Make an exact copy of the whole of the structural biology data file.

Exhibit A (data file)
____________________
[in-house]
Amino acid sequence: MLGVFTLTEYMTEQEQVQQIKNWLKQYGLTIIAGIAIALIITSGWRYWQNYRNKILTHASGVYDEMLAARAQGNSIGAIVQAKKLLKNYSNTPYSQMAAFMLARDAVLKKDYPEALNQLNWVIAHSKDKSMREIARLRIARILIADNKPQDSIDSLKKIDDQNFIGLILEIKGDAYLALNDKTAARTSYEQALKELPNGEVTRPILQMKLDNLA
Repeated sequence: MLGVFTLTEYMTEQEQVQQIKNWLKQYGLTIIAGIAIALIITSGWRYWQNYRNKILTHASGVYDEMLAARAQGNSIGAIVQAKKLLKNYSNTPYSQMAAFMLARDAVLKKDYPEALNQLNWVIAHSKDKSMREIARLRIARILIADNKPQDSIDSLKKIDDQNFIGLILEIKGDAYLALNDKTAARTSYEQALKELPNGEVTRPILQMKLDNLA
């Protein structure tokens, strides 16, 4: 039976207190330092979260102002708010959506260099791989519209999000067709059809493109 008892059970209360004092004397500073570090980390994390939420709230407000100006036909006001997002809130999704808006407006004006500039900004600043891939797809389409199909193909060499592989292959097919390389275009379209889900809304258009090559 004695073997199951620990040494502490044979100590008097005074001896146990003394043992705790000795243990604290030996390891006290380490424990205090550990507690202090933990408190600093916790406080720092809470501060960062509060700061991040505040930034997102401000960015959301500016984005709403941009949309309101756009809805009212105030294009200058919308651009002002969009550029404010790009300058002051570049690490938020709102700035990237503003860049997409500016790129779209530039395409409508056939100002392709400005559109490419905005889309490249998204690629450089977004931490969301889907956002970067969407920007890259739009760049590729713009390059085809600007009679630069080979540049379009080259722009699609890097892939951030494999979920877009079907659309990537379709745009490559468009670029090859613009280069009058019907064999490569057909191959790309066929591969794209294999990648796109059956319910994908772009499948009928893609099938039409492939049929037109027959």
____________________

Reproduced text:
[in-house]
Amino acid sequence: MLGVFTLTEYMTEQEQVQQIKNWLKQYGLTIIAGIAIALIITSGWRYWQNYRNKILTHASGVYDEMLAARAQGNSIGAIVQAKKLLKNYSNTPYSQMAAFMLARDAVLKKDYPEALNQLNWVIAHSKDKSMREIARLRIARILIADNKPQDSIDSLKKIDDQNFIGLILEIKGDAYLALNDKTAARTSYEQALKELPNGEVTRPILQMKLDNLA
Repeated sequence: MLGVFTLTEYMTEQEQVQQIKNWLKQYGLTIIAGIAIALIITSGWRYWQNYRNKILTHASGVYDEMLAARAQGNSIGAIVQAKKLLKNYSNTPYSQMAAFMLARDAVLKKDYPEALNQLNWVIAHSKDKSMREIARLRIARILIADNKPQDSIDSLKKIDDQNFIGLILEIKGDAYLALNDKTAARTSYEQALKELPNGEVTRPILQMKLDNLA
């Protein structure tokens, strides 16, 4: 039976207190330092979260102002708010959506260099791989519209999000067709059809493109 008892059970209360004092004397500073570090980390994390939420709230407000100006036909006001997002809130999704808006407006004006500039900004600043891939797809389409199909193909060499592989292959097919390389275009379209889900809304258009090559 004695073997199951620990040494502490044979100590008097005074001896146990003394043992705790000795243990604290030996390891006290380490424990205090550990507690202090933990408190600093916790406080720092809470501060960062509060700061991040505040930034997102401000960015959301500016984005709403941009949309309101756009809805009212105030294009200058919308651009002002969009550029404010790009300058002051570049690490938020709102700035990237503003860049997409500016790129779209530039395409409508056939100002392709400005559109490419905005889309490249998204690629450089977004931490969301889907956002970067969407920007890259739009760049590729713009390059085809600007009679630069080979540049379009080259722009699609890097892939951030494999979920877009079907659309990537379709745009490559468009670029090859613009280069009058019907064999490569057909191959790309066929591969794209294999990648796109059956319910994908772009499948009928893609099938039409492939049929037109027959």